A 42-year-old skydiver with more than 18,000 jumps made history when he became the first person to leap without a parachute from a height of approx 25,000 feet and land in a net instead.
After a two-minute freefall, Luke Aikins landed dead centre in the 100-by-100-foot net yesterday at the Big Sky movie ranch on the outskirts of Simi Valley, located 30 miles from Downtown Los Angeles, US.
As cheers erupted, Aikins quickly climbed out, walked over and hugged his wife, Monica, who had been watching from the ground with their 4-year-old son, Logan, and other family members.
"I'm almost levitating, it's incredible," the jubilant skydiver said, raising his hands over his head as his wife held their son, who dozed in her arms.
"This thing just happened! I can't even get the words out of my mouth," he added as he thanked the dozens of crew members who spent two years helping him prepare for the jump, including those who assembled the fishing trawler-like net and made sure it really worked.
The stunt, broadcast live on the Fox network for the TV special "Stride Gum Presents Heaven Sent," nearly didn't come off as planned when Aikins revealed just before climbing into his plane that the Screen Actors Guild had ordered him to wear a parachute to ensure his safety.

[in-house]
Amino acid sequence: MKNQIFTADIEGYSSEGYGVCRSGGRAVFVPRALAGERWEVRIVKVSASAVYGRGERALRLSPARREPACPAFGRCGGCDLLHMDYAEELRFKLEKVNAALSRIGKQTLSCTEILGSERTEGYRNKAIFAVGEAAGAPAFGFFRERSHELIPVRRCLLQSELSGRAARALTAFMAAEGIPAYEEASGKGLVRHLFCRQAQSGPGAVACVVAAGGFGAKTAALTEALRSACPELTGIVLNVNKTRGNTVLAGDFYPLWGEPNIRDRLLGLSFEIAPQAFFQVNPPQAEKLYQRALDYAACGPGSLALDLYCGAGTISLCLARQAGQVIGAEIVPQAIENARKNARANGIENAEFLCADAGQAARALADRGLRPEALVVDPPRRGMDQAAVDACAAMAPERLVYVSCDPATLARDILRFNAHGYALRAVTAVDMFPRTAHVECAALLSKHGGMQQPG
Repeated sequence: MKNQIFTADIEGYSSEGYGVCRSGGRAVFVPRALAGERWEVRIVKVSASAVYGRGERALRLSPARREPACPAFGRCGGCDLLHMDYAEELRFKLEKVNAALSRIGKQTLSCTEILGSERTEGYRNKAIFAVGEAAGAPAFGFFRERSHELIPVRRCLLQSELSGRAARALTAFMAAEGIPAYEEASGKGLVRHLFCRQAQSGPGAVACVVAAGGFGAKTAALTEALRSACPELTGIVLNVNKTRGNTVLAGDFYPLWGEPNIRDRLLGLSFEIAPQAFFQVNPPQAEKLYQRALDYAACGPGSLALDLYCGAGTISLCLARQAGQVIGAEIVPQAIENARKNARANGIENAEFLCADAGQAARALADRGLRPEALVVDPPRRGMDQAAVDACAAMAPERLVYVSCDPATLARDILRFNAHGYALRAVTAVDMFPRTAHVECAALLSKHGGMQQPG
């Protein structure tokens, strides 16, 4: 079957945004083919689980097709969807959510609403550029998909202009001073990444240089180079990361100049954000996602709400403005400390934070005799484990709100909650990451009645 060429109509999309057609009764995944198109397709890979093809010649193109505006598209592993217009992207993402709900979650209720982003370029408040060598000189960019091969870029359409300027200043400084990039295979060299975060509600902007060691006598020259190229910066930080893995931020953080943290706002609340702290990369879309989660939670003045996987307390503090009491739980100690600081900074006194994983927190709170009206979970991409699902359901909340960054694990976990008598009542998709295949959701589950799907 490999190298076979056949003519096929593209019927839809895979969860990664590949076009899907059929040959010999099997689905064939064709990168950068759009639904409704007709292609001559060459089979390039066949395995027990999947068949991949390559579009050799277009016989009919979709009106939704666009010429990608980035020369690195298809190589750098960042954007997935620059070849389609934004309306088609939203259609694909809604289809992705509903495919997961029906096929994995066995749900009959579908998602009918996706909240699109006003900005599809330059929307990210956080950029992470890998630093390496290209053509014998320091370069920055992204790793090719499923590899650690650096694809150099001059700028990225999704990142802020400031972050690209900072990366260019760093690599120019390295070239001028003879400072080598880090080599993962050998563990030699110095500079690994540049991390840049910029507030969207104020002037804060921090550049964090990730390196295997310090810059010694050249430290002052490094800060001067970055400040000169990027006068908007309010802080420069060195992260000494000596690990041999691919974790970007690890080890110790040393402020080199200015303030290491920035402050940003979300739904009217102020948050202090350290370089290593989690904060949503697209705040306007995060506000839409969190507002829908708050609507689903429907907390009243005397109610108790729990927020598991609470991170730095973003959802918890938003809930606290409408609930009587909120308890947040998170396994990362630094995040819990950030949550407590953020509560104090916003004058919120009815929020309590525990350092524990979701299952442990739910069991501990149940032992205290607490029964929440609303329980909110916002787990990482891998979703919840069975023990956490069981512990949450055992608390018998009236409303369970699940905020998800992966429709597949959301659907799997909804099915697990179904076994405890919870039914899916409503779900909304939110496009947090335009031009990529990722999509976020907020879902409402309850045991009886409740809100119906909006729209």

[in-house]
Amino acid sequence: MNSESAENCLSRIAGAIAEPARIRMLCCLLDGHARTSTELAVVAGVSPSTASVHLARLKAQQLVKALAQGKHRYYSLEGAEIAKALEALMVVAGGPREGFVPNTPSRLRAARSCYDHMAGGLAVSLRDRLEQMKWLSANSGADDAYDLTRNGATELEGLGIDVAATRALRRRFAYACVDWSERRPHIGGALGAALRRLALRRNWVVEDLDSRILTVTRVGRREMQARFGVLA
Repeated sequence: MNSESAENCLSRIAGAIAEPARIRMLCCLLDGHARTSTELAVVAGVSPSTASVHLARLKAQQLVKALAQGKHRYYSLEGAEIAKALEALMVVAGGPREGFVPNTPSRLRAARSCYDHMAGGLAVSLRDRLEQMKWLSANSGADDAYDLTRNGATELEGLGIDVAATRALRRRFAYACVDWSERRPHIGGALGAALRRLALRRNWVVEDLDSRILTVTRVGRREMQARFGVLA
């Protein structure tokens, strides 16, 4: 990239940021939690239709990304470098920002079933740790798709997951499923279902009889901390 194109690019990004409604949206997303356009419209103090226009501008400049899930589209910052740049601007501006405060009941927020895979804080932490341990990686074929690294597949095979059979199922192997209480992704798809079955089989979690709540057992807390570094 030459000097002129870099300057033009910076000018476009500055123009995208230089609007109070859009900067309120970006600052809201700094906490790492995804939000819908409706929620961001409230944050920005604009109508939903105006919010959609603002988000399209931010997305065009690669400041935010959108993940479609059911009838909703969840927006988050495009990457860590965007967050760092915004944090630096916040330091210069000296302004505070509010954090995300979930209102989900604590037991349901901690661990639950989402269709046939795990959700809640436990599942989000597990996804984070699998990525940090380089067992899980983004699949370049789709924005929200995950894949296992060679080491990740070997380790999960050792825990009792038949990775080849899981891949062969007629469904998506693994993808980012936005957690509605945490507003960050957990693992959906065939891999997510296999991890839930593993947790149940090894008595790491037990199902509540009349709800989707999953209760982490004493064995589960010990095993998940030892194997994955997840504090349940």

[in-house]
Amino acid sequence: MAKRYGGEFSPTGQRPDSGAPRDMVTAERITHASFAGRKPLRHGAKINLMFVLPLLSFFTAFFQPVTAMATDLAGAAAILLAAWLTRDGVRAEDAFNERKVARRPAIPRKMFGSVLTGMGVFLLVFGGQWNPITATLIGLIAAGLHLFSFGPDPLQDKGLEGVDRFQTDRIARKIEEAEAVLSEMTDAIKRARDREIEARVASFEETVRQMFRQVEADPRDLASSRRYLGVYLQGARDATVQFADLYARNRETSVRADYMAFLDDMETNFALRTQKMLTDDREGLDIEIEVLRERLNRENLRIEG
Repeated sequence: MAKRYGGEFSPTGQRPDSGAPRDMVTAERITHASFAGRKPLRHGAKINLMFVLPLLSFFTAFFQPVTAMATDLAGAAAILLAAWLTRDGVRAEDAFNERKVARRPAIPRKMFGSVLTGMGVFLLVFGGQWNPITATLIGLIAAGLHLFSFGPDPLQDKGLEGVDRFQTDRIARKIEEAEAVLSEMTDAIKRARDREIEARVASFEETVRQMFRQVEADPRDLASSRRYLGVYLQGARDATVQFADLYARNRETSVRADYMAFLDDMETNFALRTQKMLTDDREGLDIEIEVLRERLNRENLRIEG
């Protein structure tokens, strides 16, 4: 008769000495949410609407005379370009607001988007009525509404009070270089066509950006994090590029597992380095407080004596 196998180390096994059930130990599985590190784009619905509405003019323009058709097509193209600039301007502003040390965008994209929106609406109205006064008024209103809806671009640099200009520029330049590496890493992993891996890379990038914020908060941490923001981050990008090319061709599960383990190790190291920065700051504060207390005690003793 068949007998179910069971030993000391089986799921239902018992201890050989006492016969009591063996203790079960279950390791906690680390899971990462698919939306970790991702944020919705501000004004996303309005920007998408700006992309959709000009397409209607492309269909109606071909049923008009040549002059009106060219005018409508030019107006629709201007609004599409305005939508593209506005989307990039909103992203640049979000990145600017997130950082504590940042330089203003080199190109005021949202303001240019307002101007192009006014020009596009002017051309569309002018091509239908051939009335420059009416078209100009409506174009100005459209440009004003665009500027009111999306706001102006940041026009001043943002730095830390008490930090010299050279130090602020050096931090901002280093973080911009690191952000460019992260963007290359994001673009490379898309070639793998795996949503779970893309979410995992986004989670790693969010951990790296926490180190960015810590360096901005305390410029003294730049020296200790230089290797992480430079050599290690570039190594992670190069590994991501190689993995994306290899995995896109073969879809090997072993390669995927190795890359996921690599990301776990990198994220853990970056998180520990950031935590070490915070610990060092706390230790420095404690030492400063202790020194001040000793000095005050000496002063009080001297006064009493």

Aikins didn't say what prompted the original restriction, and representatives for the show and the Screen Actors Guild did not immediately respond to phone and email messages. Aikins said he considered pulling out at that point because having the parachute canister on his back would make his landing in the net far more dangerous.
If he had to wear it he said he wouldn't bother to pull the ripcord anyway. "I'm going all the way to the net, no question about it," he said from the plane. "I'll just have to deal with the consequences when I land of wearing the parachute on my back and what it's going to do to my body."
A few minutes before the jump one of the show's hosts said the requirement had been lifted. Aikins left the plane without the chute. He jumped with three other skydivers, each wearing parachutes.
One had a camera, another trailed smoke so people on the ground could follow his descent and the third took an oxygen canister he handed off after they got to an altitude where it was no longer needed. Then the others opened their parachutes and left him on his own.
Aikins admitted before the jump he was nervous and his mother said she was one family member who wouldn't watch. When his friend Chris Talley came up with the idea two years ago, Aikins acknowledged he turned it down cold.
"I kind of laugh and I say, 'Ok, that's great. I'll help you find somebody to do it,'" he told The Associated Press as he trained for the jump last week. A couple of weeks after Talley made his proposal Aikins called back and said he would do it. He'd been the backup jumper in 2012 when Felix Baumgartner became the first skydiver to break the speed of sound during a jump from 24 miles above Earth.